SJP shows documentary ‘Five Broken Cameras’

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The on-campus organization Students for Justice in Palestine hosted a viewing of the Oscar-nominated documentary “Five Broken Cameras” on Jan. 21. The film follows cameraman Emad Burnat through his village’s struggle with Israeli expansion into Palestinian territory.

The audience was told that Burnat’s documentary perfectly captures the essence of the frustration and fear of the people of the small village Bil’in.

Local activist  Timothy King  attended the event and had a session for follow-up questions about the film and the struggle in the Middle East between Palestine and Israel.

Before the event, junior Ahmed Mitiche, a double major in philosophy and sociology and president of SJP, said, “It’s not a question of Palestine per se. It’s a matter of social justice. But we know that the Palestinian situation is one of the worst humanitarian situations in the world today.”

King has been to Palestine three times to peacefully protest and is very well informed about the struggle of the people of Palestine.

According to SJP, the purpose of the movie “Five Broken Cameras” is to show the world that all resistance in Palestine is not violent towards Israel. According to the documentary, most protests and resistances are nonviolent towards the Israeli army.

The title of this movie is explained in its opening scenes. Emad Burnat shows the five cameras that he had that were broken by the Israeli armed forces. The five cameras are symbolic of his personal struggle during the resistance movement, each camera more resilient than the last. The film brings light to a situation that many in the United States know little about. King alluded to the fact that Israel practically has immunity in the United Nations because of the United States’ position as one of the five countries with vetoing power.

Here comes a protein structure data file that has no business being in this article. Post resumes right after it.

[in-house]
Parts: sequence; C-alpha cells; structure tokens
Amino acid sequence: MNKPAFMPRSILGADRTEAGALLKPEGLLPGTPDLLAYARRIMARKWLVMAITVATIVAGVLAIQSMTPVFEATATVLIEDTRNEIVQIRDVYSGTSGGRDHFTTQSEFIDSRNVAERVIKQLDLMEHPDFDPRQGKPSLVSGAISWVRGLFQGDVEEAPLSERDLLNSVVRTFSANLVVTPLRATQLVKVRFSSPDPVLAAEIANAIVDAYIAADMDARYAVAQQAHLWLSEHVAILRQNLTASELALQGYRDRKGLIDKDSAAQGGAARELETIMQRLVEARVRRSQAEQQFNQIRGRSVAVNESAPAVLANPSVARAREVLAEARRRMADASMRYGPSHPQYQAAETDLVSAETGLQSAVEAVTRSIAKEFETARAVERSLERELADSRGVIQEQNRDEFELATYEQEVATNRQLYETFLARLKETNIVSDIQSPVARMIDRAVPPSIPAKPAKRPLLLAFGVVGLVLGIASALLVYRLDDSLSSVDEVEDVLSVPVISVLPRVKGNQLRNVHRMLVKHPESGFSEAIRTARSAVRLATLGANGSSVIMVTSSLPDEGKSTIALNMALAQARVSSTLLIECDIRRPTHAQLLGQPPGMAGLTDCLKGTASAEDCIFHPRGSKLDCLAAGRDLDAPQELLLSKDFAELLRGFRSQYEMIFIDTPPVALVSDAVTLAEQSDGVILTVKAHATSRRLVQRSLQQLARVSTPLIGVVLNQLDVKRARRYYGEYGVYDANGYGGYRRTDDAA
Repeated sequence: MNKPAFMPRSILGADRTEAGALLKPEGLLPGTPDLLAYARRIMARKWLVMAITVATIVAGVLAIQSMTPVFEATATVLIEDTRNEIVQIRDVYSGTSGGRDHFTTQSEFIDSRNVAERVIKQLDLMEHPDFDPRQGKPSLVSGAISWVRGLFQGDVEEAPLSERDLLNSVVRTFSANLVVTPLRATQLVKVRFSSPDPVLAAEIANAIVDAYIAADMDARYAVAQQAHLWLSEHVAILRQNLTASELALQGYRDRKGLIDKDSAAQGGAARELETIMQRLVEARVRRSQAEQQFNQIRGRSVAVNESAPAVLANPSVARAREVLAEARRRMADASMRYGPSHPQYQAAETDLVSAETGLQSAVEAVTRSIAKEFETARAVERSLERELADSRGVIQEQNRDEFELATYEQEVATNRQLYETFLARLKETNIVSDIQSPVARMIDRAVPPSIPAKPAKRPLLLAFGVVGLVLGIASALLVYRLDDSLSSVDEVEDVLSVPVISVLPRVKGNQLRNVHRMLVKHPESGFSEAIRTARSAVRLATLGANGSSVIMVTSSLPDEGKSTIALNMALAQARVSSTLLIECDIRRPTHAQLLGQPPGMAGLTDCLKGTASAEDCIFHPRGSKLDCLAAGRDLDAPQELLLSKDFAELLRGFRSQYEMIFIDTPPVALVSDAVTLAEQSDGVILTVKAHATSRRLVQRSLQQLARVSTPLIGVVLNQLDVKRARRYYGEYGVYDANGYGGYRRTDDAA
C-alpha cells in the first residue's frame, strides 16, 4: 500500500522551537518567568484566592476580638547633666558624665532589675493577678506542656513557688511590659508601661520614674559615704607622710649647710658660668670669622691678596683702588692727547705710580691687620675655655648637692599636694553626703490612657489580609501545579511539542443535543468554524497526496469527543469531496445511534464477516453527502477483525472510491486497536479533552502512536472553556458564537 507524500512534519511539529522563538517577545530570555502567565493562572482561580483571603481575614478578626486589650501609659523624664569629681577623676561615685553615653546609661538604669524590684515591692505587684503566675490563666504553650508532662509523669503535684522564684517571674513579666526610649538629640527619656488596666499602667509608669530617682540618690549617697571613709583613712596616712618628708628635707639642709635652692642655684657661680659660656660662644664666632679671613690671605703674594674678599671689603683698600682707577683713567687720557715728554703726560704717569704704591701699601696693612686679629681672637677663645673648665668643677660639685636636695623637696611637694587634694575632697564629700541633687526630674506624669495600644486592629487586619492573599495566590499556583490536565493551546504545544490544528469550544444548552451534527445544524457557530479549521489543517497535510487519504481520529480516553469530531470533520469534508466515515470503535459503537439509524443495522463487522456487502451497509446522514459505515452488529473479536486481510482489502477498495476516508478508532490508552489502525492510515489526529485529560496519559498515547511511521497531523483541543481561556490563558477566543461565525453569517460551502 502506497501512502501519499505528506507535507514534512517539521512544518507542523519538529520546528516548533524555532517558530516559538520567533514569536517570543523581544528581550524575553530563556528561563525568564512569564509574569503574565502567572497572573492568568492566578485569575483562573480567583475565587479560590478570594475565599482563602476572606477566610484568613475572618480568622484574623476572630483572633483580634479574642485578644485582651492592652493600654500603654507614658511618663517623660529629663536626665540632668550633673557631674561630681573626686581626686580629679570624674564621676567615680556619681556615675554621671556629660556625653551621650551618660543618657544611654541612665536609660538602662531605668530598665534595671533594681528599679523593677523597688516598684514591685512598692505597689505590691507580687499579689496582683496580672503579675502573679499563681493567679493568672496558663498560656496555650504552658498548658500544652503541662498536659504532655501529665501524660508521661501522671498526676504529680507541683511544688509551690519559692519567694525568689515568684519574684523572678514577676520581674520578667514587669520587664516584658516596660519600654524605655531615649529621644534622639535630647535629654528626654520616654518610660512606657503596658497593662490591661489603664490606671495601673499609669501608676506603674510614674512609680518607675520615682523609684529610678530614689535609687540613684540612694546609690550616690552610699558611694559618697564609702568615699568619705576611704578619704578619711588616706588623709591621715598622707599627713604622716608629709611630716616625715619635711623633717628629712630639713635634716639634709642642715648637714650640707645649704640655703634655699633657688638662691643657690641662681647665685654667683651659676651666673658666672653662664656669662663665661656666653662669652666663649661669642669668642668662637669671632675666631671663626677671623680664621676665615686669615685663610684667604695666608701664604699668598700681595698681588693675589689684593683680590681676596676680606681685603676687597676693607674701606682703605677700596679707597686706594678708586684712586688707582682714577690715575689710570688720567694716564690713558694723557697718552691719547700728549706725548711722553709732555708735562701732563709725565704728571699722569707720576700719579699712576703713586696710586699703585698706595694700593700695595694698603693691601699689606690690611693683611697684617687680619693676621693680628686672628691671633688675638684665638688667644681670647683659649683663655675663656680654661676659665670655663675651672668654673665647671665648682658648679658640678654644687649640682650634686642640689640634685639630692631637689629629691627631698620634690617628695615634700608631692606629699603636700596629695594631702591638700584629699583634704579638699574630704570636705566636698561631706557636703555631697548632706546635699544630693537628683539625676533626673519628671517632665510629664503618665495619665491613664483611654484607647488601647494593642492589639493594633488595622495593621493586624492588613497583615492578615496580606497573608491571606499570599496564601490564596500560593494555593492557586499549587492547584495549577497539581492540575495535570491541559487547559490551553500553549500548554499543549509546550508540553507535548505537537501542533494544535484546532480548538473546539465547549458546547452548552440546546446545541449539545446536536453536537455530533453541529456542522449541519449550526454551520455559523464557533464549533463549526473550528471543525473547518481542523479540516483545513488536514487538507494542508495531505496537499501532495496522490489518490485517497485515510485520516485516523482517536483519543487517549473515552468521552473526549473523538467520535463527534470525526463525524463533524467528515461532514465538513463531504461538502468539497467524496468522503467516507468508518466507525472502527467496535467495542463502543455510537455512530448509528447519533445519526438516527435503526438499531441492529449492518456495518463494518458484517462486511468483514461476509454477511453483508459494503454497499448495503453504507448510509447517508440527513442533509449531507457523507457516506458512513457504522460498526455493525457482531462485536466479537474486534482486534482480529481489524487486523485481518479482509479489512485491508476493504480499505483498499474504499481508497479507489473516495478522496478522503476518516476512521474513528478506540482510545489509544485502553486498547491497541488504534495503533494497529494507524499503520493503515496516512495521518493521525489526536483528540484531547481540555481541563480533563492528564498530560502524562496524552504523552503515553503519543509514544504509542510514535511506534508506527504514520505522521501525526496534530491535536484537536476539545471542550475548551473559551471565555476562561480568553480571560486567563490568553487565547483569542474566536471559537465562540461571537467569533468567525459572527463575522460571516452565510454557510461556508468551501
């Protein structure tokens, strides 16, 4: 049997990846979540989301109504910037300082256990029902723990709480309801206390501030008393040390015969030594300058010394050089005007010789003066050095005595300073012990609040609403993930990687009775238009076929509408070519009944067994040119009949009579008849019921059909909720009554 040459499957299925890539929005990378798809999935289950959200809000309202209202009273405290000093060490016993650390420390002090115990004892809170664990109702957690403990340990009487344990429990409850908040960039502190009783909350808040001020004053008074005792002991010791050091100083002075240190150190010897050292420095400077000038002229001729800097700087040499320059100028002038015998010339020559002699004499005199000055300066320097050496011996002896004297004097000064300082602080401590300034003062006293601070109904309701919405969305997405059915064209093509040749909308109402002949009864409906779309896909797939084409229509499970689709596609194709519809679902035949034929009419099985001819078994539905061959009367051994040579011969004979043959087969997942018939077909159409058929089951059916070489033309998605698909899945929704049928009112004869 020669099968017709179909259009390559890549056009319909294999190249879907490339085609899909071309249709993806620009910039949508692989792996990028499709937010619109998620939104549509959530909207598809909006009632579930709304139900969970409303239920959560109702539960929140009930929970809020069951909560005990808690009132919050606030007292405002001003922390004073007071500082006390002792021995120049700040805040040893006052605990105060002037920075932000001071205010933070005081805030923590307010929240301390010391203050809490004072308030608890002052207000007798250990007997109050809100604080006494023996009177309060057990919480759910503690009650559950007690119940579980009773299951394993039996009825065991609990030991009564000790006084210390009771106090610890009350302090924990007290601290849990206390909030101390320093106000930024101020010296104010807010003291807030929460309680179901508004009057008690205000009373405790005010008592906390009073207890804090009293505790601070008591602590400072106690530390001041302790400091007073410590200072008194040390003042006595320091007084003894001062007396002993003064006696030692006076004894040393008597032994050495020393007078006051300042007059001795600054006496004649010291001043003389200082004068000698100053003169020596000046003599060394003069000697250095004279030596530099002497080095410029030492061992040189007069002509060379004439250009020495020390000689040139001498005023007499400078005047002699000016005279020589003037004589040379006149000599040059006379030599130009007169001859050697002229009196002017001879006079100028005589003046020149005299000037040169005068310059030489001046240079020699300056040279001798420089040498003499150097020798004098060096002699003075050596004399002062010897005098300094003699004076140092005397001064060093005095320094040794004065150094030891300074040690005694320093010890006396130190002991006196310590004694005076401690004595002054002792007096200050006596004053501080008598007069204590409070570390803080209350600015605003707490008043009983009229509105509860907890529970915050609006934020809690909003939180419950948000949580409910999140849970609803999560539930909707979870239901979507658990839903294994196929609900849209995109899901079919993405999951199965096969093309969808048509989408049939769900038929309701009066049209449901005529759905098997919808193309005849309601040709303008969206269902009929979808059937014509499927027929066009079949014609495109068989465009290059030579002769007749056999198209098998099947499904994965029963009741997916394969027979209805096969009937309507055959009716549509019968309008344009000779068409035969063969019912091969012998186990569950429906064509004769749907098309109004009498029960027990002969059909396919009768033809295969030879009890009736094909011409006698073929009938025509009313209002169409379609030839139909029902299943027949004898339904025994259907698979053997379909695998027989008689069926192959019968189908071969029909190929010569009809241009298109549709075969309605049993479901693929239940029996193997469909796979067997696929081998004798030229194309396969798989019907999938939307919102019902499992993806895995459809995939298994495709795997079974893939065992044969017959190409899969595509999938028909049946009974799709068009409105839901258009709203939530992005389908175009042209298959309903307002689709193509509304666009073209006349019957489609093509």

Allison Koester, vice president of SJP,  commented on the portrayal of the Palestinian.

“For a very long time, the media was very biased towards Israel, and they kind of twisted it to make it look like good versus evil, and really there are two sides to every story,” she said. “There are obviously going to be radicals on both sides, and there are people who want peace on both sides. And it seemed like everyone here was paying attention and not texting, so I think that speaks volumes.”

King’s discussion totaled more than 20 minutes after the showing of “Five Broken Cameras.”

“It’s amazing how the Israelis treat the Palestinians and how America still backs them [Israel],” said freshman  political science and international relations double major Tyler Knierim. “Even though Israel is the democratic state that is in the Middle East, I still think the Palestinians are right and the Israelis should not have just pushed them out of their territory.”

The showing of “Five Broken Cameras” had a turnout of 55 people.

Mitiche closed the event with thanks to the audience.

“You shouldn’t jump to a conclusion on such a heavy topic based on a little bit of information,” he said. “So we invite you to become involved with Students for Justice in Palestine.”

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